Looking back: Berejiklian’s Glad to be back
On Saturday the Coalition government of New South Wales Premier Gladys Berejiklian was returned decisively.
Pundits, your columnist included, almost all predicted a very hung parliament in which government could go either way, and a count that might take days. Yet Labor’s Michael ‘Arfur’ Daley tapped the mat by 9.30 on Saturday night, a half-time distraction from the footy. On Sunday, as Berejiklian reasserted herself as Premier, Daley fended off vultures ready to pick over the carcass of his leadership.
Not since John Hewson’s birthday cake moment with the late Mike Willesee in 1993 has a party leader so decisively snatched decisive defeat from the jaws of victory. From the leaking of his anti-Asian rant that could have come from Arthur ‘two whites don’t make a Wong’ Calwell, to his abysmal ignorance of his own policies in the sole leaders’ debate, to imploding in a radio interview with 2GB’s Ben Fordham, Daley single-handedly torpedoed the Labor ship while shooting himself in a foot which was already well and truly stuck in his mouth.
Nice work, Mike.
Besides the Liberal vote holding up – at publication time not conceding a seat to Labor, although Coogee looks very dicey – the Nats were holed below the waterline not by Labor but by the Shooters, Fishers and Farmers, who appear to have won three lower house seats. Federal incompetence, the rampant ego of Barnaby ‘I’m the elected deputy PM’ Joyce, and bushies being convinced state or federal Nats aren’t looking out for them have meant the NSW Nationals are living the old political joke:
‘I’m a country member!’
‘Yes, we remember!’
And who can forget ScoMo’s delight? First stop NSW, next stop a federal Coalition victory in May, he told anyone who would listen. Overoptimistic or not, at least he turned up. The same can’t be said of Bill Shorten, who like Macavity is never there when things go wrong.
Given Daley effectively did a dry run of Labor’s federal campaign, built on real and concocted grievances against the Coalition government; Shorten probably downed a few worried gins on Saturday night. Suddenly your lay-down misère doesn’t look so certain, does it Bill?
Looking forward: Spinning NSW
Watch the Prime Minister use Berejiklian’s win to insist the federal Coalition is back in the game. Perhaps, but NSW isn’t Victoria and Queensland, where Morrison’s election will be won or lost. But in May he will have a friendly NSW government, allowing him more flexibility to tackle the dragons of Victoria, Queensland and Western Australia. It helps.
Watch Shorten claim it was all decided on state issues, trying to dodge NSW Labor’s mud spattering his government-in-waiting. Oh no Bill, Daley’s mini-me can yet be you in May.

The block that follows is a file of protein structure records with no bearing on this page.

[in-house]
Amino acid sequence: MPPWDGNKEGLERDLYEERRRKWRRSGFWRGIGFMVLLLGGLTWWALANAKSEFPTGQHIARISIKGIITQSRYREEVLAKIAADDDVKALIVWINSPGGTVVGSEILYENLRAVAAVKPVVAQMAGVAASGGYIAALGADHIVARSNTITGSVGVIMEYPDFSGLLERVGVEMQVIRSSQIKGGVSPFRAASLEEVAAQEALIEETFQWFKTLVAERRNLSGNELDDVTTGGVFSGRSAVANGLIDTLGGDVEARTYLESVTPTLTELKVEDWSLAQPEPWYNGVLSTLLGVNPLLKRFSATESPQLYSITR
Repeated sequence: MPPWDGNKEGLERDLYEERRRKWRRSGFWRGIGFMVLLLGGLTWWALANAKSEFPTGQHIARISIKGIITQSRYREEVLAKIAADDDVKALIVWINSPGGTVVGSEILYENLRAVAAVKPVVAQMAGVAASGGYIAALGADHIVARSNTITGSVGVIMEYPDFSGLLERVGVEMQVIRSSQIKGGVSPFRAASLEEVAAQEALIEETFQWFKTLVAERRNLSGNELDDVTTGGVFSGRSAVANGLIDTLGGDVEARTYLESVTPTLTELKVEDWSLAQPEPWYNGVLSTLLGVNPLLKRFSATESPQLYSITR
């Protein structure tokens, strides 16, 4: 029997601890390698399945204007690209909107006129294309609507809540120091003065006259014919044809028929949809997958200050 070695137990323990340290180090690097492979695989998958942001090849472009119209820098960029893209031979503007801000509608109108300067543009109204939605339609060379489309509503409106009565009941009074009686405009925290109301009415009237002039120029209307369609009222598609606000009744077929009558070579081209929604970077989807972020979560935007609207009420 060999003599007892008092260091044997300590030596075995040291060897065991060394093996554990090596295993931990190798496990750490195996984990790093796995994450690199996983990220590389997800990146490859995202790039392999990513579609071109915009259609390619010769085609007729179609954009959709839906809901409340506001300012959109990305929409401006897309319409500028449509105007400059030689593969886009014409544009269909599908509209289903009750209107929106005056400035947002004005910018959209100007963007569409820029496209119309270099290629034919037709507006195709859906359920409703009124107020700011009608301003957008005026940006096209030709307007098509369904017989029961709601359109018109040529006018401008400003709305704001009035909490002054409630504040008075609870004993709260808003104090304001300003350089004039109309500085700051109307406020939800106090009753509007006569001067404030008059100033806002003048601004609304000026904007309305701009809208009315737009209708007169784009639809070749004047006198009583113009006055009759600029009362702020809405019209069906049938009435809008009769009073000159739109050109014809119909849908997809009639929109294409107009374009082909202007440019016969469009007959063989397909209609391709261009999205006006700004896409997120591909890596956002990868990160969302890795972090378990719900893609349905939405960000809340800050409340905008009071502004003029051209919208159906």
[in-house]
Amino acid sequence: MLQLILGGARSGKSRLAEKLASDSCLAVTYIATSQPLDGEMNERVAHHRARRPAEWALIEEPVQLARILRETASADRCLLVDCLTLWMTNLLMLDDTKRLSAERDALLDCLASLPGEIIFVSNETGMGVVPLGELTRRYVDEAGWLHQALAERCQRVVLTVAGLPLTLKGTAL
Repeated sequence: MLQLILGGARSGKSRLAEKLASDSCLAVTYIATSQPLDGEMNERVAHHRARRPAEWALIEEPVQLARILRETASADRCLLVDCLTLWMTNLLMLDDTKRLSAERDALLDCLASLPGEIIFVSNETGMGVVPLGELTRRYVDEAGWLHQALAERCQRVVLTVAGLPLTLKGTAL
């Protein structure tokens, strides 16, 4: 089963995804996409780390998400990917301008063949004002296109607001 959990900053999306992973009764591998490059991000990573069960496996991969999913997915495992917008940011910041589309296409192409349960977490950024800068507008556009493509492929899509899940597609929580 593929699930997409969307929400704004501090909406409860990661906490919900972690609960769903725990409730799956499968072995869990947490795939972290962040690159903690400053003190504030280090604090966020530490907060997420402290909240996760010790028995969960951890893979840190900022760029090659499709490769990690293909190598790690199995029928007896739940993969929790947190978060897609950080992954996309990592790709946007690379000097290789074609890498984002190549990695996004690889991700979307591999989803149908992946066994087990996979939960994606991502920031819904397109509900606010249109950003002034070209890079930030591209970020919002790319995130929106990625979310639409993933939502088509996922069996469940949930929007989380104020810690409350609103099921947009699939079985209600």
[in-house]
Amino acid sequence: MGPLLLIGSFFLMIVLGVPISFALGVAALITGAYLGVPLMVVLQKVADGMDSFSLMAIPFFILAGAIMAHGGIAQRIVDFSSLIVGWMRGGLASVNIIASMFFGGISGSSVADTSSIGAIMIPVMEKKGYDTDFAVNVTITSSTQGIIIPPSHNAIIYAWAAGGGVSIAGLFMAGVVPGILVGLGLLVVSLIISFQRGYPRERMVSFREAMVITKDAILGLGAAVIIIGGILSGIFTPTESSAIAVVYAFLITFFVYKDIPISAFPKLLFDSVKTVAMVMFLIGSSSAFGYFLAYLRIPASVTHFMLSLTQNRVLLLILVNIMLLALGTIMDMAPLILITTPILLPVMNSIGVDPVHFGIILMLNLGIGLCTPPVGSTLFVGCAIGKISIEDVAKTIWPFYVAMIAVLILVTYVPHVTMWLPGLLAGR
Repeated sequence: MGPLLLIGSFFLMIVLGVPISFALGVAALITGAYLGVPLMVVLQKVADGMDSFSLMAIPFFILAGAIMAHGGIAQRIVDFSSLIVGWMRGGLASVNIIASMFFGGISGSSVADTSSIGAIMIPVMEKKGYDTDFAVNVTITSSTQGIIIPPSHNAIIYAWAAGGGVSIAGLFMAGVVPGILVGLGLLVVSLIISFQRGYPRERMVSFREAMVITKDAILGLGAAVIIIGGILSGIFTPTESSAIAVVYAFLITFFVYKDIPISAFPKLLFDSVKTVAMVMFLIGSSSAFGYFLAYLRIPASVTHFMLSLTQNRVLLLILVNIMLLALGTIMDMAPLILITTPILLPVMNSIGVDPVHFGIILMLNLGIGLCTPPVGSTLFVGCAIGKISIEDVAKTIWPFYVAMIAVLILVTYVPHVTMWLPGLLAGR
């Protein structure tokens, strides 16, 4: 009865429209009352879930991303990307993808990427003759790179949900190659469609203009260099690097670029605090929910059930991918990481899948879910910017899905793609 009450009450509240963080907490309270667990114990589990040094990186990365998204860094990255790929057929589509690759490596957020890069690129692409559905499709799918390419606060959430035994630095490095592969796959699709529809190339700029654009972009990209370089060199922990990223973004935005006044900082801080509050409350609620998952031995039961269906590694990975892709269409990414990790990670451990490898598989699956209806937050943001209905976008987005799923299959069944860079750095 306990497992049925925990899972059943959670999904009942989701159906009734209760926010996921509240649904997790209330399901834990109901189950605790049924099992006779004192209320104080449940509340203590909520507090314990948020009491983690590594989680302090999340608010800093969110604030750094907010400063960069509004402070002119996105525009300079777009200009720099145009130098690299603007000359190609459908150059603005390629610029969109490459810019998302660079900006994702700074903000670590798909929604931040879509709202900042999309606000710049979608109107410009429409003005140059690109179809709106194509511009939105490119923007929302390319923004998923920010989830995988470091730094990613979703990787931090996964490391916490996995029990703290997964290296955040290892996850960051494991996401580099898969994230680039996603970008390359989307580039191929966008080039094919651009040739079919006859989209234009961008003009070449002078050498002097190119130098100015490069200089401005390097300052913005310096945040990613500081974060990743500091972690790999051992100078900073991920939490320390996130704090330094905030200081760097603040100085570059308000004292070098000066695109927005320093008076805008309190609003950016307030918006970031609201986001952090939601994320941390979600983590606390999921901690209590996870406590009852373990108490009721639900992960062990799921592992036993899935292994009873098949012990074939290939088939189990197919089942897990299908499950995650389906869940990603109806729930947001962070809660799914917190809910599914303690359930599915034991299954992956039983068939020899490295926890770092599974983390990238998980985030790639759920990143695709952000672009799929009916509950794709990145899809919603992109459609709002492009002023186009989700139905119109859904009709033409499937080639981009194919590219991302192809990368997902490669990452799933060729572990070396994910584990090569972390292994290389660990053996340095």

As for the returned government, the relative reduction of National numbers will affect the new ministry, and it will be such fun watching the Nats attempt to hold on to all their ministerial spots despite their abject performance. Whether or not they get away with it will be Berejiklian’s first test of post-election strength.
But Berejiklian herself needs to be careful. Saturday’s result was as much a rejection of incompetent Daley Labor as much as an endorsement of her government. She needs to get cracking on her ambitious infrastructure programme and showing voters some results for the inconvenience and seemingly empty promises about the completion of troublesome projects, notably the Sydney CBD and eastern suburbs tram lines.
She should also learn from Labor’s Daniel Andrews who, also having imposed huge disruptions for infrastructure work on Melbourne voters, last November got a massive electoral endorsement of his claims to be actually doing something. If they want a fourth term, Berejiklian and Co need to ask themselves why Andrews was so lavishly rewarded as a Can Do premier when her government was in mortal danger right up until Michael Daley let them off the hook.
Highlight of the week: Gladys feels the sisterhood’s love (not)
Given they haven’t hesitated to castigate the Liberal party for its under-representing women in it’s parliamentary ranks, as a public service we wanted to share the tweets of leading feminist Twitterati congratulating Gladys Berejiklian on her becoming NSW’s first elected woman Premier. Surely a great moment for the sisterhood worthy of at least some congratulations?
Well, as of publication, most of the usual suspects from Clementine Ford onwards had tweeted precisely…nothing.
The ever-garrulous talking head Jane Caro did, however, have something to say:
Only after some tweeps and twerps pointed out Gladys’s victory is itself a feminist moment, Caro tapped out a grudging:
Equating a decent, honourable leader of the Liberal party with Pauline Hanson. Unable to show grace to congratulate a widely-respected opponent who has achieved a historic milestone. Unable to rise above her narrow-minded, blinkered partisanship. Caro could not bring herself to go where even Liberal-hating Sarah-Hanson Young could and say something nice about Berejiklian.
And they say more women in politics will increase respect and courtesy in public life…
The only notable ‘progressive’ media maven who showed real-time public grace in Berejiklian’s actual moment of victory was the ABC’s Patricia Karvelas
Well said, PK. But it’s sad yours was almost a lone voice.
Yet again it seems the only women allowed to succeed in politics must come from the Left. That’s the most disappointing lesson of last Saturday.
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